Remarks at a White House Kickoff Ceremony for National Drug Abuse Education and Prevention Week
October 6, 1986
The President. Well, it's good to see all of you here today as we kick off National Drug Abuse Education and Prevention Week. On March 6, 1981, in my second press conference as President, I said that to be effective in stopping illegal drugs we had to focus on the user. And today our national crusade against the use of illegal drugs is gaining a powerful momentum.
All of you who have stood at the frontlines in our fight against drug abuse for the past several years have watched our numbers growing. Thousands have come forward and volunteered; many are here today. The commitment that each of you brings to our nation and our future is a powerful force for good that no one should underestimate. The will of the American people is being heard. We will no longer watch as illegal drugs infiltrate our schools, invade our factories, and terrorize our citizens. We will no longer tolerate this insidious evil threatening our values and undercutting our institutions.
Parents across the nation have led the way in an unyielding attack on drug abuse. Aggressive corporate and school measures to end drug abuse have met with strong support from workers, students, and the community. The media has focused its spotlight on the issue, and the private sector is pitching in to raise awareness across our nation to the perils of drug abuse. Most importantly, our young people, encouraged by a growing public outcry and their own strength of conviction, are forming peer-support groups in opposition to drug use. The expansive efforts by all levels of government, by the business community, by civic and social organizations, and most importantly by concerned individuals are making a difference. After 5 years of aggressive enforcement and a massive public awareness campaign, public attitudes are clearly against the use of illegal drugs and drug awareness is at an all-time high.
A new understanding is evident: Drug abuse is not a private matter. Using illegal drugs is unacceptable behavior. And the costs are paid by all of society. There's still much to be done. Misconceptions and misunderstanding still exist. There are those who will still debate whether marijuana is dangerous or whether cocaine can kill or whether illegal drugs are really a threat to our nation. But increasing numbers of individuals are looking at the facts, and the facts are simply not debatable: Illegal drugs are deadly. We are on the right track. Slowly the wall of denial is crumbling down, and we've come to the time when the American people are willing to make it clear that illegal drug use will no longer be tolerated.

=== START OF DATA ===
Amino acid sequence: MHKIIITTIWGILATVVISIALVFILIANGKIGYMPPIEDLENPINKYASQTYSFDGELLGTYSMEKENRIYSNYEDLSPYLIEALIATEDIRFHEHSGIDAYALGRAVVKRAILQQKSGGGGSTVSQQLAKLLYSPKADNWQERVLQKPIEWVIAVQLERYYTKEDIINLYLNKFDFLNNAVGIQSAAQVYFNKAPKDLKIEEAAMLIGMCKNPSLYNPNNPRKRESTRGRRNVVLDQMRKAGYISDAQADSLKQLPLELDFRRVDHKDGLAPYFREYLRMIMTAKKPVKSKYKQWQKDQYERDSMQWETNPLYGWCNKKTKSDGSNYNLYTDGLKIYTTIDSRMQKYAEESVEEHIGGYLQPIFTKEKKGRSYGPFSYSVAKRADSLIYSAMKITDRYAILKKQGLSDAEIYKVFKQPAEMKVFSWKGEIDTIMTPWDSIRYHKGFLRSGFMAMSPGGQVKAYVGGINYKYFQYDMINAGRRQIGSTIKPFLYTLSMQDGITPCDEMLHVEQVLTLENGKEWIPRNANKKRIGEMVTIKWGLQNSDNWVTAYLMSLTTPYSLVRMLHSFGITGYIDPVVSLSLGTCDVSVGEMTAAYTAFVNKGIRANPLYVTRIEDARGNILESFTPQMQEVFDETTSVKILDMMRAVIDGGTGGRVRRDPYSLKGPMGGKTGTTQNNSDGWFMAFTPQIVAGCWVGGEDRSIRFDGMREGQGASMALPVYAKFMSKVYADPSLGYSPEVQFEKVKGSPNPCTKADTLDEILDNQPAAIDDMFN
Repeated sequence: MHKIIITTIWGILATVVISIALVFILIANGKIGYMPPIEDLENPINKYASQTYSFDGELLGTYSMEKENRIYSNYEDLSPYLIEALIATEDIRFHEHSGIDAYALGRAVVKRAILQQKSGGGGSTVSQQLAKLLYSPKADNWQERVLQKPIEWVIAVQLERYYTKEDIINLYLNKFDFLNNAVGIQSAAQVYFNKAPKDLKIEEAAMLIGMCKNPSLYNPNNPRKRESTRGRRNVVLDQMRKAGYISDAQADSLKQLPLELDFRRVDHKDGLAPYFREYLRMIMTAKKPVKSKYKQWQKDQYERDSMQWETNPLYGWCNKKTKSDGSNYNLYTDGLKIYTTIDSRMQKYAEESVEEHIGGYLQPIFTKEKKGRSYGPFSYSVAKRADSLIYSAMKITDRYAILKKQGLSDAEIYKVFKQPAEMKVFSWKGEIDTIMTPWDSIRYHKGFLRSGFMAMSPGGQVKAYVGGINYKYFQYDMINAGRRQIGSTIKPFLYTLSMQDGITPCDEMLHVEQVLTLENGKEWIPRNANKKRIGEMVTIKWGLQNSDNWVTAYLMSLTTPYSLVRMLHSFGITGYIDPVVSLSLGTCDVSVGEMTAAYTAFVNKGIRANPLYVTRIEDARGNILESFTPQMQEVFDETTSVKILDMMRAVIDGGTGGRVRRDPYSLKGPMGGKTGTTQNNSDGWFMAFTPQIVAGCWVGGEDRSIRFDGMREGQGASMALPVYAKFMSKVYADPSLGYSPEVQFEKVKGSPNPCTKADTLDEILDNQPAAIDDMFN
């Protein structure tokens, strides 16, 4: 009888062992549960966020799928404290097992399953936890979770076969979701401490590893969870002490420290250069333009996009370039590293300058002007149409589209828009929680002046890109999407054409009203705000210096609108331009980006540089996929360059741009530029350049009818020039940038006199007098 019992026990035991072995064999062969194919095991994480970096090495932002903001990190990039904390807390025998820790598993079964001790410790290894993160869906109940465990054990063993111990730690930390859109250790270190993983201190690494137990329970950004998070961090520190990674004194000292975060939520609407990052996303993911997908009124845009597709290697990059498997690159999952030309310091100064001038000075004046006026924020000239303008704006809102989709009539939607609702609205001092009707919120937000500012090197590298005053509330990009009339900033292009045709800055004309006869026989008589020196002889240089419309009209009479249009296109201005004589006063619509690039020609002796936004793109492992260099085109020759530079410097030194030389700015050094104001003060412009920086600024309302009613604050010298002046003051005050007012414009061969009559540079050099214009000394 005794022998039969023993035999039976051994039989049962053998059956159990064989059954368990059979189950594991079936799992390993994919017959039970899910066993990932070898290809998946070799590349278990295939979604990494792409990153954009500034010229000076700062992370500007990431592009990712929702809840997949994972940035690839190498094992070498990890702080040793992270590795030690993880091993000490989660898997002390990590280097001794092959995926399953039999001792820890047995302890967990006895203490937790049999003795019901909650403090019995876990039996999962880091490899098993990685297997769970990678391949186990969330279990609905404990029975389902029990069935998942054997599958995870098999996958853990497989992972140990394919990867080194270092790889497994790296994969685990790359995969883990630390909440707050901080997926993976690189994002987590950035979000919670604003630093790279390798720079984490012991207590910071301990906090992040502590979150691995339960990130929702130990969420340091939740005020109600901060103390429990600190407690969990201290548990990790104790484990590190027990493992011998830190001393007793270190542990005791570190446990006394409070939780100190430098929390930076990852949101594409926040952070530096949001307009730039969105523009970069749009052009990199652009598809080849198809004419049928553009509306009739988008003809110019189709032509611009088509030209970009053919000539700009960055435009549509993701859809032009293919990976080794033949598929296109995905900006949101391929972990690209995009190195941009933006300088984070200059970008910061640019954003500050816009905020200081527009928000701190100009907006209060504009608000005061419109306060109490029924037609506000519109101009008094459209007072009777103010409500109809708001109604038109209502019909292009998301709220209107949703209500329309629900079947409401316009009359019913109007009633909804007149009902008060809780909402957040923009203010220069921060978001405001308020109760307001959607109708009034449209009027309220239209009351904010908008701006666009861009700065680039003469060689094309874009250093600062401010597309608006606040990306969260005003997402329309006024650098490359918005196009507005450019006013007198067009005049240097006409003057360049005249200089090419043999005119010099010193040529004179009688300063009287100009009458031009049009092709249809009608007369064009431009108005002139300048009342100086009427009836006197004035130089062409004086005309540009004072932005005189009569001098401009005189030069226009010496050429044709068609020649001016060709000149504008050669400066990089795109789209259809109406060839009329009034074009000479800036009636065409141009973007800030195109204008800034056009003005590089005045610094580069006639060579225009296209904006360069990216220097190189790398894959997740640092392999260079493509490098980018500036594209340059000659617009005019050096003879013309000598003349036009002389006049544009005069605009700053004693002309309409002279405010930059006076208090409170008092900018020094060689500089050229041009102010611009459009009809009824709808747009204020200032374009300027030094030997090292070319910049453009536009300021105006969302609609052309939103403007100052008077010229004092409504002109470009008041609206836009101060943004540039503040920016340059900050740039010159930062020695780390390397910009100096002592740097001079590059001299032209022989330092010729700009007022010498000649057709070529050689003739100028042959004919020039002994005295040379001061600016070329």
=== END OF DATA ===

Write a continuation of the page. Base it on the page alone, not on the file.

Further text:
I'm proud to say that from the early days of our administration, Nancy's been involved in a personal crusade to end drug abuse by children. She set the tone for the national crusade against drug abuse when she said: "There is no moral middle ground. Indifference is not an option. We want you to help us create an outspoken intolerance for drug use.'' Did I get it right? [Laughter]
Mrs. Reagan. Yes, you got it right.
The President. Earlier today I signed a proclamation designating the week of October 5th through October 11th as National Drug Abuse Education and Prevention Week and today, October 6th, 1986, as National Drug Abuse Education Day. I'm calling on each American to seek every opportunity to educate yourself and others about drug abuse, to be strong in your intolerance of illegal drug use, and firm in your commitment to a drug-free America. We must show our intolerance for illegal drugs. And it's only by being tough that we can be compassionate, that we can reach out to the user and force him to quit using. It's only by being tough that we can say to the potential user: Do not ever start.
As we begin National Drug Abuse Education and Prevention Week, the Federal Government is also entering into the spirit of the national crusade for a drug-free America by working toward a drug-free workplace. I'm forwarding a memorandum to the head of all executive departments and agencies, along with my personal communication to each and every executive branch employee, calling upon them to take a leading role in eliminating the use of illegal drugs. And this includes doing all in their power to increase public awareness and prevention of drug abuse.
I strongly believe that if this battle is to be won -- and it must be won -- each and every one of us has to become aware of the tremendous cost of illegal drugs and then take a stand and get involved. Our stand may be as simple as not tolerating illegal drug use at a party or as complex as implementing a strong drug-free policy for a major corporation. Both approaches are effective and both are essential. When we all come together, united and committed, then those who are killing America and terrorizing it with slow but sure chemical destruction will see that they are up against the mightiest force for good that we know: the compassionate, but firm, resolve of the American people. And then they will have no dark alleyways to hide in.
So, the week has started, and the crusade is on. And thank you, and God bless you all. Thank you.
Reporter. Mr. President, is Mrs. Reagan going to Iceland?
Q. Are you going to Iceland?
Q. Is Mrs. Reagan going to Iceland?
The President. No.
Mrs. Reagan. No.
Q. Why not? [Laughter]
Q. Mrs. Gorbachev will be there.
Q. The women are interested in the topics of the summit, are they not?
Q. How do you feel, Mrs. Reagan?
Mrs. Reagan. Fine, thank you.
Note: The President spoke at 10:50 a.m. in the Rose Garden at the White House to a group of administration officials and private citizens involved in drug abuse prevention efforts.